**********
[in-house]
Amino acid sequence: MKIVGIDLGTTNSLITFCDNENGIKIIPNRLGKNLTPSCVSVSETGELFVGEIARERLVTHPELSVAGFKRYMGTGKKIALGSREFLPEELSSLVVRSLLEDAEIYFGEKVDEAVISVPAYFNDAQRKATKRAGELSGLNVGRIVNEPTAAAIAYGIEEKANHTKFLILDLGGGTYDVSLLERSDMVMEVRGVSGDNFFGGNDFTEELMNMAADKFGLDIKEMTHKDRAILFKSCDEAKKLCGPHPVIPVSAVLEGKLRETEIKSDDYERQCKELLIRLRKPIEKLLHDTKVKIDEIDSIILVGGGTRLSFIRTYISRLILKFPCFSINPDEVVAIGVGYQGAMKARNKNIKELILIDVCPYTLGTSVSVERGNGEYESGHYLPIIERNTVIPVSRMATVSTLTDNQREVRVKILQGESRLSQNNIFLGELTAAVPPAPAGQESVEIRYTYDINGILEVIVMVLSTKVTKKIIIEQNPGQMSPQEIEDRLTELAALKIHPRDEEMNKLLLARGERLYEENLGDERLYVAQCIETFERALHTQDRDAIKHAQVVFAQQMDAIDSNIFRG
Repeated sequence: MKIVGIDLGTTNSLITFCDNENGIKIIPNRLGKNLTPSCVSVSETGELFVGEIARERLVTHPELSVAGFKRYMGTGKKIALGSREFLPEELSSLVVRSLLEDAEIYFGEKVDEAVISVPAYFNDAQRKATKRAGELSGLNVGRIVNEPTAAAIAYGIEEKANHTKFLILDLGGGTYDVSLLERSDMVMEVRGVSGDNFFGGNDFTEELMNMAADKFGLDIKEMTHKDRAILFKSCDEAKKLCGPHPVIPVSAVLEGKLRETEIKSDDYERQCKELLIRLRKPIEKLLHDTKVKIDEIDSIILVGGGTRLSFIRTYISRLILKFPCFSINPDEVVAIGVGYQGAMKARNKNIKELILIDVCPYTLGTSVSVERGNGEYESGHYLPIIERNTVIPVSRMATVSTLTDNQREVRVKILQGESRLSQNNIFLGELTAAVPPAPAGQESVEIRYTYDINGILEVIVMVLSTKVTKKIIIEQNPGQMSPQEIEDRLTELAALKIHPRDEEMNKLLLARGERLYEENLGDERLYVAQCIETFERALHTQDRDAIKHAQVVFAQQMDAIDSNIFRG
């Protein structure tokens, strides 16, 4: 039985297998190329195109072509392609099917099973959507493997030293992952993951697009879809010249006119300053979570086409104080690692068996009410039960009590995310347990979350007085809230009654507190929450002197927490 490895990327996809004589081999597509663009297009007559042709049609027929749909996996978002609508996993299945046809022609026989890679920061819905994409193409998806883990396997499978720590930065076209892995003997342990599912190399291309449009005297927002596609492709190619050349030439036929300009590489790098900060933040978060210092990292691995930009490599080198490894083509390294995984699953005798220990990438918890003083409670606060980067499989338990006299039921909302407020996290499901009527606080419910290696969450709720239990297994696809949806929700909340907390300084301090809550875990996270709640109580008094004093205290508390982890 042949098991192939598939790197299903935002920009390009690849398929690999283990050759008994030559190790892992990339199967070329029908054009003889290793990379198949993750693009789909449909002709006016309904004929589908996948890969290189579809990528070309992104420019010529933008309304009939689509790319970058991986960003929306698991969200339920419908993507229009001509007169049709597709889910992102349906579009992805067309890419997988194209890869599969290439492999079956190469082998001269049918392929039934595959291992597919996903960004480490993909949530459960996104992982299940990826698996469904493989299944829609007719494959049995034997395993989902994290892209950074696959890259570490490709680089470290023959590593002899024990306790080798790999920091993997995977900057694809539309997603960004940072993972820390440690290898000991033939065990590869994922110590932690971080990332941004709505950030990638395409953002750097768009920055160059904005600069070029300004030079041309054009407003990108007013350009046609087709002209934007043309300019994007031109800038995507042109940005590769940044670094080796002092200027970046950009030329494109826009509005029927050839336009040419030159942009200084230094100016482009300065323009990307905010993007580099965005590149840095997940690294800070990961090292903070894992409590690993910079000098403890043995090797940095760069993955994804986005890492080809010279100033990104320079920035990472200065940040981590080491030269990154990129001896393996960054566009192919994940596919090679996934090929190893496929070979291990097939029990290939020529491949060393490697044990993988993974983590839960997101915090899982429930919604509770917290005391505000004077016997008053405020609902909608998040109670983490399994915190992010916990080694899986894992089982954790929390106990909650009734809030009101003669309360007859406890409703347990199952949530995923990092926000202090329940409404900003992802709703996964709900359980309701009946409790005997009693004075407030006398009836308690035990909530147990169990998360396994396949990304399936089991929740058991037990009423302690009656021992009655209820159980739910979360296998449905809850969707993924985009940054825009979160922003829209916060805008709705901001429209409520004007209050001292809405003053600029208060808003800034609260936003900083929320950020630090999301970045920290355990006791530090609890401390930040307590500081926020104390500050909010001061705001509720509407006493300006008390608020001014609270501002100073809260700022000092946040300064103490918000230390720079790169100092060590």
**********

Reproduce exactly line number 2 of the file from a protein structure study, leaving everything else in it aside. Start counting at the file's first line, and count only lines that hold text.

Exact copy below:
Amino acid sequence: MKIVGIDLGTTNSLITFCDNENGIKIIPNRLGKNLTPSCVSVSETGELFVGEIARERLVTHPELSVAGFKRYMGTGKKIALGSREFLPEELSSLVVRSLLEDAEIYFGEKVDEAVISVPAYFNDAQRKATKRAGELSGLNVGRIVNEPTAAAIAYGIEEKANHTKFLILDLGGGTYDVSLLERSDMVMEVRGVSGDNFFGGNDFTEELMNMAADKFGLDIKEMTHKDRAILFKSCDEAKKLCGPHPVIPVSAVLEGKLRETEIKSDDYERQCKELLIRLRKPIEKLLHDTKVKIDEIDSIILVGGGTRLSFIRTYISRLILKFPCFSINPDEVVAIGVGYQGAMKARNKNIKELILIDVCPYTLGTSVSVERGNGEYESGHYLPIIERNTVIPVSRMATVSTLTDNQREVRVKILQGESRLSQNNIFLGELTAAVPPAPAGQESVEIRYTYDINGILEVIVMVLSTKVTKKIIIEQNPGQMSPQEIEDRLTELAALKIHPRDEEMNKLLLARGERLYEENLGDERLYVAQCIETFERALHTQDRDAIKHAQVVFAQQMDAIDSNIFRG